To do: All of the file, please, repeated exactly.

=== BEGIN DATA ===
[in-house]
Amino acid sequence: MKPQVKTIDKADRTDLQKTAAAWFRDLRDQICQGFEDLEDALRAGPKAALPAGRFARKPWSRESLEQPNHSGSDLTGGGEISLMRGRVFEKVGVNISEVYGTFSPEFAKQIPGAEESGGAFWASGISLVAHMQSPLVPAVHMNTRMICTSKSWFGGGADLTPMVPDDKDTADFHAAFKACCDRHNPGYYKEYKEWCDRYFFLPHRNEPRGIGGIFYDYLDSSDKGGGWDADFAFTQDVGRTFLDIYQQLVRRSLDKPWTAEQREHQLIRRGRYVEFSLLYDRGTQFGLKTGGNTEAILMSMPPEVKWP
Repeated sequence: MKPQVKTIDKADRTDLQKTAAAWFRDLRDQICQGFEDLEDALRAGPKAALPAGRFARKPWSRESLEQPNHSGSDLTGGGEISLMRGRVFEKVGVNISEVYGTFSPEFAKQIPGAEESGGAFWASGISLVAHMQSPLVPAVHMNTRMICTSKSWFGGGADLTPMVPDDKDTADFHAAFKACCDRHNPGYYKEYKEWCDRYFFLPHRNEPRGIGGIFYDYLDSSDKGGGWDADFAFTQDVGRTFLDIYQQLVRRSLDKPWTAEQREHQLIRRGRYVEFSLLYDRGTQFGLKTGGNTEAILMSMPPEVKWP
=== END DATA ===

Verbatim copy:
[in-house]
Amino acid sequence: MKPQVKTIDKADRTDLQKTAAAWFRDLRDQICQGFEDLEDALRAGPKAALPAGRFARKPWSRESLEQPNHSGSDLTGGGEISLMRGRVFEKVGVNISEVYGTFSPEFAKQIPGAEESGGAFWASGISLVAHMQSPLVPAVHMNTRMICTSKSWFGGGADLTPMVPDDKDTADFHAAFKACCDRHNPGYYKEYKEWCDRYFFLPHRNEPRGIGGIFYDYLDSSDKGGGWDADFAFTQDVGRTFLDIYQQLVRRSLDKPWTAEQREHQLIRRGRYVEFSLLYDRGTQFGLKTGGNTEAILMSMPPEVKWP
Repeated sequence: MKPQVKTIDKADRTDLQKTAAAWFRDLRDQICQGFEDLEDALRAGPKAALPAGRFARKPWSRESLEQPNHSGSDLTGGGEISLMRGRVFEKVGVNISEVYGTFSPEFAKQIPGAEESGGAFWASGISLVAHMQSPLVPAVHMNTRMICTSKSWFGGGADLTPMVPDDKDTADFHAAFKACCDRHNPGYYKEYKEWCDRYFFLPHRNEPRGIGGIFYDYLDSSDKGGGWDADFAFTQDVGRTFLDIYQQLVRRSLDKPWTAEQREHQLIRRGRYVEFSLLYDRGTQFGLKTGGNTEAILMSMPPEVKWP